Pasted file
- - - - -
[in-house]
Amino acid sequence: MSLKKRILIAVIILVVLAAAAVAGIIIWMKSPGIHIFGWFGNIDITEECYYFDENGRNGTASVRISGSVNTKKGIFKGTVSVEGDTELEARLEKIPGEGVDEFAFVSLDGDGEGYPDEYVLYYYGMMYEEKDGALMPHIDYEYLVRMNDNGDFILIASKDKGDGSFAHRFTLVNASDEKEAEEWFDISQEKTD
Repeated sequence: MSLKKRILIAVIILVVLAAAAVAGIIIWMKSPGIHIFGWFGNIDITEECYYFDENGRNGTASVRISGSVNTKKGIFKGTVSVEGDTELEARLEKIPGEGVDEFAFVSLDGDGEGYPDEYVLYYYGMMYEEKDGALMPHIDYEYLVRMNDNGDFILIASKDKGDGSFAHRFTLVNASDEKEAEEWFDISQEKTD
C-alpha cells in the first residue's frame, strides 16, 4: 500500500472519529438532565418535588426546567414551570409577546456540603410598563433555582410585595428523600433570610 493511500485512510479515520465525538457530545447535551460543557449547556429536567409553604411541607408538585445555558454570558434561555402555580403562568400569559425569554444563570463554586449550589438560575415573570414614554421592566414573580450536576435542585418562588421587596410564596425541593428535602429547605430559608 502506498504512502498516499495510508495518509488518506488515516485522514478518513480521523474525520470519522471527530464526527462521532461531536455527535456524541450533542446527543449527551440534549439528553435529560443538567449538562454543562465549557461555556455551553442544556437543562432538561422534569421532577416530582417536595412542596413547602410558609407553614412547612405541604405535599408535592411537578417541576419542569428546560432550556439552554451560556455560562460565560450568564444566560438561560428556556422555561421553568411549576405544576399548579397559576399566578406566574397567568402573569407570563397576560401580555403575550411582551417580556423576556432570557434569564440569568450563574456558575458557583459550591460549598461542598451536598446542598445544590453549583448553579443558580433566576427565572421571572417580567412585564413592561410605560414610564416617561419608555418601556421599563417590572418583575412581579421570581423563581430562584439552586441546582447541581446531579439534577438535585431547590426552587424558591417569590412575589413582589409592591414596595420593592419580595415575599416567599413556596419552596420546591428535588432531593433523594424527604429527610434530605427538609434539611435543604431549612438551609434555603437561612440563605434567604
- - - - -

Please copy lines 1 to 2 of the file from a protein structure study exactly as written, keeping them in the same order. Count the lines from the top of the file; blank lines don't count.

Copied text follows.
[in-house]
Amino acid sequence: MSLKKRILIAVIILVVLAAAAVAGIIIWMKSPGIHIFGWFGNIDITEECYYFDENGRNGTASVRISGSVNTKKGIFKGTVSVEGDTELEARLEKIPGEGVDEFAFVSLDGDGEGYPDEYVLYYYGMMYEEKDGALMPHIDYEYLVRMNDNGDFILIASKDKGDGSFAHRFTLVNASDEKEAEEWFDISQEKTD